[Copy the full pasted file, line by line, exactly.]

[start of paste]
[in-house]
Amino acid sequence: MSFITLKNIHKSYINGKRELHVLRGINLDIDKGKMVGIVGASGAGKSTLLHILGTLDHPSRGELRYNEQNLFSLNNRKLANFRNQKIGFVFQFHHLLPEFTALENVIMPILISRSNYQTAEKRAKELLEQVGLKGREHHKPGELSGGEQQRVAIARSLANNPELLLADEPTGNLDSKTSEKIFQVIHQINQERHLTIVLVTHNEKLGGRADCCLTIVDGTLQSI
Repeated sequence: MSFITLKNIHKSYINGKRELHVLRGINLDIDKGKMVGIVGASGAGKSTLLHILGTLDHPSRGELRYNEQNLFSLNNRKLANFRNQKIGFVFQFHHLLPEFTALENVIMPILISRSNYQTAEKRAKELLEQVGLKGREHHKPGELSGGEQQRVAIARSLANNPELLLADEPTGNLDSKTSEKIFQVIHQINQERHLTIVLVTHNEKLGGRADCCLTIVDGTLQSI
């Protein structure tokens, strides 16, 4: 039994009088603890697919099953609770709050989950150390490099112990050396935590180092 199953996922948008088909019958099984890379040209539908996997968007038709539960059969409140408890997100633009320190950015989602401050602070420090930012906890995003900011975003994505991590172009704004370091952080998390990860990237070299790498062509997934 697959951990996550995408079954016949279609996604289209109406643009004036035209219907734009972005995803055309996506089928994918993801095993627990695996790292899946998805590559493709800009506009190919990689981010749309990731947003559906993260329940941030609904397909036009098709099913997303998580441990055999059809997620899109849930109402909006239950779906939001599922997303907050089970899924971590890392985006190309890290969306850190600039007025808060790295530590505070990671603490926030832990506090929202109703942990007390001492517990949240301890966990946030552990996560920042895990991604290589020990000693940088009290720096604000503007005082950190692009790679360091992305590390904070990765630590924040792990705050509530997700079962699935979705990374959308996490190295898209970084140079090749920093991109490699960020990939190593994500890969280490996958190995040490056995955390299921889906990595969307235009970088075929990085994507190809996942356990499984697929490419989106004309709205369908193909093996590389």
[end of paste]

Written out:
[in-house]
Amino acid sequence: MSFITLKNIHKSYINGKRELHVLRGINLDIDKGKMVGIVGASGAGKSTLLHILGTLDHPSRGELRYNEQNLFSLNNRKLANFRNQKIGFVFQFHHLLPEFTALENVIMPILISRSNYQTAEKRAKELLEQVGLKGREHHKPGELSGGEQQRVAIARSLANNPELLLADEPTGNLDSKTSEKIFQVIHQINQERHLTIVLVTHNEKLGGRADCCLTIVDGTLQSI
Repeated sequence: MSFITLKNIHKSYINGKRELHVLRGINLDIDKGKMVGIVGASGAGKSTLLHILGTLDHPSRGELRYNEQNLFSLNNRKLANFRNQKIGFVFQFHHLLPEFTALENVIMPILISRSNYQTAEKRAKELLEQVGLKGREHHKPGELSGGEQQRVAIARSLANNPELLLADEPTGNLDSKTSEKIFQVIHQINQERHLTIVLVTHNEKLGGRADCCLTIVDGTLQSI
């Protein structure tokens, strides 16, 4: 039994009088603890697919099953609770709050989950150390490099112990050396935590180092 199953996922948008088909019958099984890379040209539908996997968007038709539960059969409140408890997100633009320190950015989602401050602070420090930012906890995003900011975003994505991590172009704004370091952080998390990860990237070299790498062509997934 697959951990996550995408079954016949279609996604289209109406643009004036035209219907734009972005995803055309996506089928994918993801095993627990695996790292899946998805590559493709800009506009190919990689981010749309990731947003559906993260329940941030609904397909036009098709099913997303998580441990055999059809997620899109849930109402909006239950779906939001599922997303907050089970899924971590890392985006190309890290969306850190600039007025808060790295530590505070990671603490926030832990506090929202109703942990007390001492517990949240301890966990946030552990996560920042895990991604290589020990000693940088009290720096604000503007005082950190692009790679360091992305590390904070990765630590924040792990705050509530997700079962699935979705990374959308996490190295898209970084140079090749920093991109490699960020990939190593994500890969280490996958190995040490056995955390299921889906990595969307235009970088075929990085994507190809996942356990499984697929490419989106004309709205369908193909093996590389």